Kings Island 2009 B&M on youtube

Wednesday, June 4, 2008 7:13 AM
I'm sure this probably isn't accurate of what the ride will look like but it is pretty cool. If it turns out to look like this it seems like it will be good ride.

http://www.youtube.com/watch?v=rtg3qm0Wiy8

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Wednesday, June 4, 2008 7:52 AM
B&M hyper, no trims. Not accurate!

;)

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Wednesday, June 4, 2008 8:48 AM
Either you missed it or they updated the video, but there was trim brakes. And about halfway through the ride where they would be.
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Wednesday, June 4, 2008 10:13 AM
Here's a thought; design a ride that doesn't need trim brakes.
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Wednesday, June 4, 2008 10:25 AM
I have been on four B&M hypers and the only one with a truly evil trim brake is Raging Bull. I don't recall any trims being used on Nitro or Apollo's, and their midcourses are on just a little bit. On Behemoth, only the first trim is used and only sometimes. The trims on Behemoth are designed to keep the train running at the same speed, and the first trim was the only one catching, and barely at that. Trust me, the airtime was INSANE on Behemoth even with a tiny lit bit of trimming.
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Wednesday, June 4, 2008 10:27 AM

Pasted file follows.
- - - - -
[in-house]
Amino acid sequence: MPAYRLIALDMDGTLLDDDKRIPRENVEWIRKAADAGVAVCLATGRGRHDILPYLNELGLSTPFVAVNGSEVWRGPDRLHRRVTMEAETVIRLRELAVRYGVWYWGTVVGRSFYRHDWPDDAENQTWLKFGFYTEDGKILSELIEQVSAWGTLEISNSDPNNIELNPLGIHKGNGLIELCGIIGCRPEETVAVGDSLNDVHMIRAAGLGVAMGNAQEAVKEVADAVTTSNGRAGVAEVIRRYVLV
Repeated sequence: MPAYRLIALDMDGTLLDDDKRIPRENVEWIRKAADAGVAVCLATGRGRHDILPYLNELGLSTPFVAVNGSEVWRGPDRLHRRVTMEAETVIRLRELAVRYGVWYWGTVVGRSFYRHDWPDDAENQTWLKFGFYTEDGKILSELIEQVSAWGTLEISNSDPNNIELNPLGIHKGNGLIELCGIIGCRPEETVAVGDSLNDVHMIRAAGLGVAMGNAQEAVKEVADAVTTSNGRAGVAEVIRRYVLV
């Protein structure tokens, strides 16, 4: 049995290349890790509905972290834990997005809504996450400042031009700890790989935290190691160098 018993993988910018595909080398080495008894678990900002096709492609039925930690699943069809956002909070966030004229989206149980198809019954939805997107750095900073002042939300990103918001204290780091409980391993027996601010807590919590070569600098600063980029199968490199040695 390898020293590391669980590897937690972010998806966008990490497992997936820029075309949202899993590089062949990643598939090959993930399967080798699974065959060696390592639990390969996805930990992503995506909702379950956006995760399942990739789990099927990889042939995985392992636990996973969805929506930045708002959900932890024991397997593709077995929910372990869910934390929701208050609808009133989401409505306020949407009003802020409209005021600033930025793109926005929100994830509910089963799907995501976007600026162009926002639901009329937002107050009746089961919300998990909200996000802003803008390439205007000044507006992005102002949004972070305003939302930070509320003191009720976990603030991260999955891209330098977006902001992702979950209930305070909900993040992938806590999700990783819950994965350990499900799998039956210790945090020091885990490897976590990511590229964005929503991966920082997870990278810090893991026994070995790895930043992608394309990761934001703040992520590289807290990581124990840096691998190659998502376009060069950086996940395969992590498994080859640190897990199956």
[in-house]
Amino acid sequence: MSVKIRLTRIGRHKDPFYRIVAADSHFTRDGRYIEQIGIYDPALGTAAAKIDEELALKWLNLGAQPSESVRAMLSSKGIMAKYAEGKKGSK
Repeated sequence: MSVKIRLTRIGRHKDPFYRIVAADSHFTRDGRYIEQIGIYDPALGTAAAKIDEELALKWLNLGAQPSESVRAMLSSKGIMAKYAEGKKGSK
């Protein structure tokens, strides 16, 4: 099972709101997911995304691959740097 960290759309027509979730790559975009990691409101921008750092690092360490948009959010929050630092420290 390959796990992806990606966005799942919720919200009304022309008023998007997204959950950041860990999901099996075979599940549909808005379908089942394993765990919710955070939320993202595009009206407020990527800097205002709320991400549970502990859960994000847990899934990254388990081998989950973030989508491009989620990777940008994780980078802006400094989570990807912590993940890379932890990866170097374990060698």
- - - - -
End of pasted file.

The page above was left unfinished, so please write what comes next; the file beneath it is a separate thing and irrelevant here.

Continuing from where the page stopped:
decil76, those aren't trim brakes, those are mid-course brakes, used for block segmenting the ride.

Trim brakes are used to slow down the train at points during the ride where the train might be "going too fast", such as the upside of every hill after the Hammerhead on Behemoth, up until the MCBR.

You can see a trim brake in this photo.

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Wednesday, June 4, 2008 11:00 AM

OhioStater said:
Here's a thought; design a ride that doesn't need trim brakes.

That's would be easy if the coasters ran the same way in all temperatures and conditions. But they don't.

When I was at Canada's Wonderland on opening day, none of the trims were on. I'm sure that won't be the case in July and August once it warms up. *** Edited 6/4/2008 3:02:23 PM UTC by Jason Hammond***

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Wednesday, June 4, 2008 11:01 AM
Trim/midcourse brakes (or lack thereof) is the reason MF is towards the top of my list (if not the top) and many others list. You can't beat unhindered speed.

But, yes, that video has been on youtube for quite some time now. I believe it was made by someone over kicentral

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Wednesday, June 4, 2008 11:26 AM
Trimming at the mid-course block is conventional to keep the second half of the ride running within its design parameters, while still being able to complete the ride from a dead stop.
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Wednesday, June 4, 2008 12:48 PM
^^^^^There are trims on Apollo's Chariot, Craig. They really aren't that obtrusive, though.
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Wednesday, June 4, 2008 1:25 PM
So I guess I need a little education here; what is the difference between a 1) trim break, a 2) block break, and a 3) midcourse break.

I have an educated guess;

1 is set a point to (sometimes) trim the speed of a coaster it is deemed to be going to fast (but I wonder if this is an automated computer-made decision or if they are simply set to an "on" or "off" position by a human)